The Girl with All the Gifts
by M. R. Carey
Of all the things to be startlingly, physically terrified of, zombies is probably one of the stupidest. (Alligators, my mother’s worst fear, at least exist in large enough quantities not that far from where she lives.) But something the opposite of magical happens at the intersection of an overactive imagination and anxiety, and you end up spending high school sleeping facing the door just in case. (This was after sleeping with my face to the window in middle school, when alien abduction was much more of a concern.) But it’s eased in adulthood. I remain petrified of the things, but in an exhausted kind of way. The last great nightmare I had about zombies involved gauging whether or not I could make it to my car from the grocery store in the zombie apocalypse. “Oh, great,” I though to myself, as a errant zombie shambled through the lot.
So it’s a testament to my strange love of The Girl… titles that I picked up The Girl with All the Gifts. (I like to think of these titles in mortal combat with all those The [Occupation]’s [Female Relation] titles. Naturally, the former prevail, since they don’t identify their protagonist in relation to the men in their lives.) But I’m very glad I did. Despite my very limited exposure to zombies as a genre (more than your average Jane, less than your average geek), this is the first zombie novel I’ve ever read that posits a logical end to the zombie apocalypse.
Despite the almost too twee nature of calling zombies “hungries,” M. R. Carey has almost reinvented the viral zombie by simply thinking it through logically. The virus that’s swept across Carey’s Britain doesn’t simply turn people into twitching, cannibalistic hordes: it’s using them. To tell you anymore would be to spoil the surprise, and this is a novel you want to go in cold for.
Which, of course, makes reviewing it while preserving that surprise for the reader quite a challenge. (Although, as you can see by my review of Maleficent, I’m happy to spoil when the content is more important than the delivery.)
Suffice it to say, The Girl with All the Gifts derives its greatest moments from Carey’s keen appreciation and familiarity with zombies. This is hardly a surprise—M. R. Carey is a veil-thin pseudonym for Mike Carey, author of the equally thoughtful comic The Unwritten. Both this novel and that comic are technically deconstructions, but neither go about making their point with the same marrow-melting cynicism as, say, The Magicians. (I should probably finish that series, but the ending to that novel is just so perfectly ambiguous! I want to preserve it.) Instead, they take the source material and run with it to a variety of logical conclusions, finding the organic matter hidden under tropes. Tropes are, after all, shorthand. Shorthand can be useful, but sometimes it’s best to write these things out.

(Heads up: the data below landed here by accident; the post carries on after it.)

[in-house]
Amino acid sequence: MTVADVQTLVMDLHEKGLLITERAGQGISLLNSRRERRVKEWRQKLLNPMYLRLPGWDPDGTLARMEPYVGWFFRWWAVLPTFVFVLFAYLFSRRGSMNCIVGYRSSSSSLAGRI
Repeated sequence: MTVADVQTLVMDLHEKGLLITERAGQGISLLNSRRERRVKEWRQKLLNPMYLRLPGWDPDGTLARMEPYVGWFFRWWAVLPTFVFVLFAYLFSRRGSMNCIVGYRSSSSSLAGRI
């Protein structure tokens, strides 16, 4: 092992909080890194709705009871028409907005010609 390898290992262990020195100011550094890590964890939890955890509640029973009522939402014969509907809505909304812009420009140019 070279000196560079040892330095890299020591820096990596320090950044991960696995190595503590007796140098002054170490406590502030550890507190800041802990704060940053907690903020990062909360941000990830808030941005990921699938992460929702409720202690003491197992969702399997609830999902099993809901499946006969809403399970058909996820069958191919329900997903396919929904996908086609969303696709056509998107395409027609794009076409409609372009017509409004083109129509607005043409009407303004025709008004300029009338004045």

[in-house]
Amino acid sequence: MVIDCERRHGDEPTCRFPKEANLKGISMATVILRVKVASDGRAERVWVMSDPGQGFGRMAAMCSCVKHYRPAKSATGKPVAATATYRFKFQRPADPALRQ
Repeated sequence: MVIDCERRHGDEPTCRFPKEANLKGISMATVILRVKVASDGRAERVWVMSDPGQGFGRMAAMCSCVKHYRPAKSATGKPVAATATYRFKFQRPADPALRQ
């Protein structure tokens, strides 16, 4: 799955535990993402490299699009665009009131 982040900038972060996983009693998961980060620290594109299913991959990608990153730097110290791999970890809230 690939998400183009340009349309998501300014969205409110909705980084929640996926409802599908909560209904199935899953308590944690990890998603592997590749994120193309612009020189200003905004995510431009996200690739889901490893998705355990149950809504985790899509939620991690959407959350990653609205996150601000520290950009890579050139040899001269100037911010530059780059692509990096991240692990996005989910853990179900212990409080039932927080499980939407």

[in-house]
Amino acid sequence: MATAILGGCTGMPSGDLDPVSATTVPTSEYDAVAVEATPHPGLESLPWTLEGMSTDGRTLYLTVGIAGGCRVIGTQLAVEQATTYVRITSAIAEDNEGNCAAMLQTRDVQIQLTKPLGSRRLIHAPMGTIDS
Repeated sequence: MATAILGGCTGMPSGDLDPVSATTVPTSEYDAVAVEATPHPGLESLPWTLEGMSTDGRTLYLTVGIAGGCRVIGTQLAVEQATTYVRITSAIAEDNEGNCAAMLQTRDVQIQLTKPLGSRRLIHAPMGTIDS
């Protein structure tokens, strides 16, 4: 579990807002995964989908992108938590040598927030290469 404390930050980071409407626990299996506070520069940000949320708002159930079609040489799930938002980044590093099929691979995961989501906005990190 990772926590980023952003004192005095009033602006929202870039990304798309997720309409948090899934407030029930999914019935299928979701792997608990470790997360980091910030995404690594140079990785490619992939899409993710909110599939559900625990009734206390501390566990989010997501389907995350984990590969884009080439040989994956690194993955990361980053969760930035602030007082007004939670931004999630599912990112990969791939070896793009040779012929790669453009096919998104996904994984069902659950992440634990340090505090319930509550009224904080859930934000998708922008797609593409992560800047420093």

This approach is, in essence, the art of adaptation. Carey has some lovely words to say on the subject in a blog post for his publisher from last December:
There’s one particular pleasure, though, that you can only experience as a writer in multiple media – the pleasure of adaptation. I’ve been lucky enough to be commissioned several times to do comic book adaptations of novels and movies, and once to do a movie adaptation of another writer’s novel. In each case, I had a blast.
With the story structure already in place, the creative process and the creative challenges are very different from the ones you face when you’re making something entirely new. What you have to do is to dismantle the story – break it down into its component parts – and then think about what each part is doing. I’m not just talking about plot points, I mean characters arcs, themes, even key lines of dialogue. You do this because it’s not possible, ever, simply to move a story into another medium scene by scene, the way the town of Springfield was moved in that Simpsons episode by putting all the houses on wheels, driving them a mile down the road, and putting them down again in the same configuration of streets.
So everyone in the cast, from the titular girl, Melanie, to the grim military man to the hungries, is nuanced and well-fleshed out. (“Freedom!” she bellowed, waving the flag of Punlandia.) Each plot point, from the base we begin at to our survivors’ trudging through the post-apocalyptic wilderness. But its best strength is Melanie herself, whose gifts exceed anything I expected at the beginning. Her ferocious love for her teacher and her equally fierce belief in her personhood is a powerful thing when married to her physical abilities. The chapters rotate viewpoint characters, but it’s Melanie’s that are the best written, capturing both her childish logic and the weary knowledge of someone forced to grow up beyond her years.
As Carey’s post at Orbit states, there’s a film version in the works told entirely through Melanie’s eyes. Given the fact that it was written concurrently with the novel, it’ll be an interesting comparison study. I hope that it’ll be just as powerful and gripping as the novel.
This book was made available to me for publicity purposes.